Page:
About the Food
Hungary has always been noted for its cuisine. Even during hard times Hungarians always paid more attention to their food and placed greater importance on it than many of their Eastern European neighbors. The cooking is distinctive, with Austrian, Bohemian and Transylvanian overtones. Certain specialties should not be missed. No other paprika in the world comes close to the Hungarian version, which is mild or sweet. Normally labeled "Csemege" (CHEH-mah-guh), this paprika is a brilliant orangy-red. Buy it in grocery stores. Small 100 gram bags cost 115 Ft ($.74).
Some typical dishes to try are: "Gulyas," a broth stew which comes from the herdsman tribes cooking the dried meat in a cauldron on an open fire with fresh vegetables added; "Paloc soup "(PAH-lowtz), a delicious combination of lamb, potatoes, and green beans; "Jokai" (YO-kai), thick kidney beans in a smoky pork soup; "Fruit Soups," chilled summer soups made of any variety of fruit (we tried seven types) in a cream base with additional fruit added, whipped cream on top, absolutely delicious; "Hortobagy Palacsinta" (HORE-toe-bahdj), minced veal stuffed crêpe with paprika sour cream sauce; "Hungarian Foie Gras," goose liver pate; "Lecso" (LECH-oh), yellow pepper, tomato, onion saut; "Fogash" (FOE-gosh) or Süllö (SHOE-lure), pike-perch fish indigenous only to Lake Balaton, as much as four times cost of other fish but worth it; "Dobos Torte" (DOUGH-boush), six-layer chocolate creme filled cake with hard caramel topping.
Eastern Europeans eat on the late side, we dined most evenings around 8 or 9 p.m. Have your hotel make a reservation. We often reserved a day ahead but the same day normally is fine. Many restaurants recommended in this issue are not suitable for walking to at night. Take City Taxi (2-111-111), it's only a few dollars each way. Today nearly all menus are in several languages. Our local advice was to tip 10%, and 15% in the better restaurants.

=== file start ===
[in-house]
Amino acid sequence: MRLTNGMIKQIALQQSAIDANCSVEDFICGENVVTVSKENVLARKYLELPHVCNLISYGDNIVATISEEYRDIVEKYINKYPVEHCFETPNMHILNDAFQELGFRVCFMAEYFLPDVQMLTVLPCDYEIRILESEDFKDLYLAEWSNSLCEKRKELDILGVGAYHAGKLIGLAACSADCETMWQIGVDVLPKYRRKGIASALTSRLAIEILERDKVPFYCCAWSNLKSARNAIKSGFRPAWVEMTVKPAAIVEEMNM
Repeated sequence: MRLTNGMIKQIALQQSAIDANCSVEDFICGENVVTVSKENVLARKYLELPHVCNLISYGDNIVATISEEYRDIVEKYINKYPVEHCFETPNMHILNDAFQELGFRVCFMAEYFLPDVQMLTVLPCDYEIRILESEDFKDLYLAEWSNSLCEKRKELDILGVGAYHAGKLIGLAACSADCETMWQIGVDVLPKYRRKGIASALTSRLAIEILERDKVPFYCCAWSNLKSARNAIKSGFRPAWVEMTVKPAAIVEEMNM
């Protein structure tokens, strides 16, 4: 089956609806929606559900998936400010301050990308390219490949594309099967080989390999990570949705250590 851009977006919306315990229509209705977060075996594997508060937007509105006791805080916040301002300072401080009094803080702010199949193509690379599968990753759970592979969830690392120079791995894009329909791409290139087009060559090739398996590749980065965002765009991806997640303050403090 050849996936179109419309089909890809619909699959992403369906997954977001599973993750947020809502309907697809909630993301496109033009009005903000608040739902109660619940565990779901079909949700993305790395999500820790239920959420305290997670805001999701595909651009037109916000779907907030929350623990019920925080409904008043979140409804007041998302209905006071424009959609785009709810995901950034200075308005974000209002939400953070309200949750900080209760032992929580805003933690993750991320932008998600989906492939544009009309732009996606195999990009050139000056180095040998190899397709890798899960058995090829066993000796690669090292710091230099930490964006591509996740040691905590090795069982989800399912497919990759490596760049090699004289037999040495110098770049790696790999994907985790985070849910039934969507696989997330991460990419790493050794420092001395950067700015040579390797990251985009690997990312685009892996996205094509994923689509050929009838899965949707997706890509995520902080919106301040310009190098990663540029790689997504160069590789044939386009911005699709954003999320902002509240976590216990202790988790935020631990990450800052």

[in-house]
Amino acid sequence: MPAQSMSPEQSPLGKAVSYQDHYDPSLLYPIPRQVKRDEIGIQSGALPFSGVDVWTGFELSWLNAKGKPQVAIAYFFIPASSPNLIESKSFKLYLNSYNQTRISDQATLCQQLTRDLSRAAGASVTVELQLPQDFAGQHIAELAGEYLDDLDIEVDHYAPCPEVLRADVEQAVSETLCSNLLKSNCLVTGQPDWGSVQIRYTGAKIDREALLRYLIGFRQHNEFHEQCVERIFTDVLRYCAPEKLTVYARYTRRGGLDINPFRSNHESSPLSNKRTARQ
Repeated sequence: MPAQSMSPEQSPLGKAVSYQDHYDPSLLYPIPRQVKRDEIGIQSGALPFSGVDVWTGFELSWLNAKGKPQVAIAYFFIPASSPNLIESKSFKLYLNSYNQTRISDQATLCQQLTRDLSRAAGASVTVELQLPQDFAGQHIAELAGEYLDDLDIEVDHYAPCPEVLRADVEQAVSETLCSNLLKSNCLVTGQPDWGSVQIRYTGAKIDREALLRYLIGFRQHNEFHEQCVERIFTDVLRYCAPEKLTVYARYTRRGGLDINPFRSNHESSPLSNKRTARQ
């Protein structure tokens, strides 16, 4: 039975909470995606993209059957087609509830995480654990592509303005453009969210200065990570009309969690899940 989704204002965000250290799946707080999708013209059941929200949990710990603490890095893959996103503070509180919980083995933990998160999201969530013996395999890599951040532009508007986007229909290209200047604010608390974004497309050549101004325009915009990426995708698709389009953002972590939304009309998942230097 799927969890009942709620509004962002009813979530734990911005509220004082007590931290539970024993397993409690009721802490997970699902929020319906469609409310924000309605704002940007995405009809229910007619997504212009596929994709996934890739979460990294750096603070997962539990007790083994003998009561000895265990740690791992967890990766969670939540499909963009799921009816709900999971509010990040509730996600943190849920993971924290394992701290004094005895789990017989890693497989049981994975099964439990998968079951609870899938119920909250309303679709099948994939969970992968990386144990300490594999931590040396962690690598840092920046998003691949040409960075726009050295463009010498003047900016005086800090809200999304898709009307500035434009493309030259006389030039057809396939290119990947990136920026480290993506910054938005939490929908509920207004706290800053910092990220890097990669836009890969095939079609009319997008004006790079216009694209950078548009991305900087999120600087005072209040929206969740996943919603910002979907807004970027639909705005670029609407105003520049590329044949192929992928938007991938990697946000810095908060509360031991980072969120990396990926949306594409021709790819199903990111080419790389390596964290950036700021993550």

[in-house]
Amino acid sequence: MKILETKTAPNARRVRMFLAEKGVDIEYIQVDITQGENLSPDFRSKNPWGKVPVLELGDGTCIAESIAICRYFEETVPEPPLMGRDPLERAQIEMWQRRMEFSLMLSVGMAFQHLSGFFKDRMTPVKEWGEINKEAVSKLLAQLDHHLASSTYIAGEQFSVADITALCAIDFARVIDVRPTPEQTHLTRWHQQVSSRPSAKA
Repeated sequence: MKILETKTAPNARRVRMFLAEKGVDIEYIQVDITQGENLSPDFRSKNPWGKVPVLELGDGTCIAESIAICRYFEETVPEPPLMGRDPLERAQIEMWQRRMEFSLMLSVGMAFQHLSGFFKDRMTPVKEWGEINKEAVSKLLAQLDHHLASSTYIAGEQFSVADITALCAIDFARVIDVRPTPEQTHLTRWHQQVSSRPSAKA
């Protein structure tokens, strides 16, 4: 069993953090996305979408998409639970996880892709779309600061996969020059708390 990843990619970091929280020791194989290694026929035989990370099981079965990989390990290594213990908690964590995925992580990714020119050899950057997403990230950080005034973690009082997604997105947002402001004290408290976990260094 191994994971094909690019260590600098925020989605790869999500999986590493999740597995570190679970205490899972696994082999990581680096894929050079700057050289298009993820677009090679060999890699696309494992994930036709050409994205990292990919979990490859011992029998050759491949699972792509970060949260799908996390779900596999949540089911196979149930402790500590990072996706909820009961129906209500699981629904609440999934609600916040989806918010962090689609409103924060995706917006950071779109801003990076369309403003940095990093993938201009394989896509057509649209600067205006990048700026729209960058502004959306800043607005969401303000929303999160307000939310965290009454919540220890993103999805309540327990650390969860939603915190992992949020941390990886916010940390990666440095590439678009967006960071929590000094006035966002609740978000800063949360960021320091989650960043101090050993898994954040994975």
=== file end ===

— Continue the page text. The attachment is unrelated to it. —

Opera tickets can be had for a little as 100-200 Ft. ($.66-$1.33) on the main floor or very upper balcony. The most expensive tickets, $12, are for boxes, including the Emperor's box, with six delicate French chairs. A 45-minute tour of the Opera House costs 500 Ft. ($3.33).
An Evening of Music
Near the Opera House is Belcanto Restaurant (Dalszenhz u. 8). During dinner, members of the Budapest Opera and students of the Academy of Music perform. Even the waiters sing. The interior is elegantly simple with plain, painted walls, wood floors and signed pictures of theater and opera performers. The menu is quite extensive, prices are high for Budapest and a 15% gratuity is included, but you come for the entertainment, not the food.
Hotel procured taxis are usually Mercedes Benz autos and the drivers will be wearing suits. They charge at least two to three times more than normal city taxis. Therefore, always request City Taxi. Your hotel will call if you ask. The number is 211-1111.
Be careful when checking out hotels to look at the beds. Hungary is notoriously full of what I call the "glorified sofa." Low, cot-like, and narrow (32" wide), these so-called beds, upholstered in atrocious fabrics, are found in many hotels. You can sleep almost as comfortably on the floor.
Local currency is the forint (Ft.). At press time, 156 forints equaled $1. There are many ATMs throughout Budapest and even in the smaller Hungarian towns.
Travelers checks are easily cashed in any Western European bank, but not so in Hungary; only certain ones cash them. American Express has an office near the Kempinski but exchange rates aren't as good as at banks. But persevere, there are banks that cash travelers checks.
We met six Brits, four of which had lost all their money, passports, tickets, and credit cards at Keleti (KELL-ah-tee) train station. They were pickpocketed. Beware of these poorer parts of town like Keleti, where train loads of destitute Poles and Czechs shop the cheap stores around the station, work the crowds, and go back home. Two hotels are near Keleti, the huge Hungaria and the Park, a dump we stayed in 20 years ago.
Subscribers who take advantage of the special Gemütlichkeit price reduction program with Swissair should be aware that there are two Zürich-Budapest flights daily.
Malev, the privatized Hungarian airline which has daily non-stops (5 times a week in winter) from New York's JFK Airport to Budapest, offers a City for All Seasons package priced at $1,100 per person, double occupancy, which includes roundtrip air between New York and Budapest (add-ons available from other U.S. cities), six nights at the Gellert, Hilton, Marriott, Atrium Fashion, or Corvinus Kempinski, airport transfers, a dinner at Gundel, entrance to the casino, half-day sight-seeing tour, and an opera performance. The rate is through October 31, after which prices should be a bit lower. This is a $3,000 value if priced separately.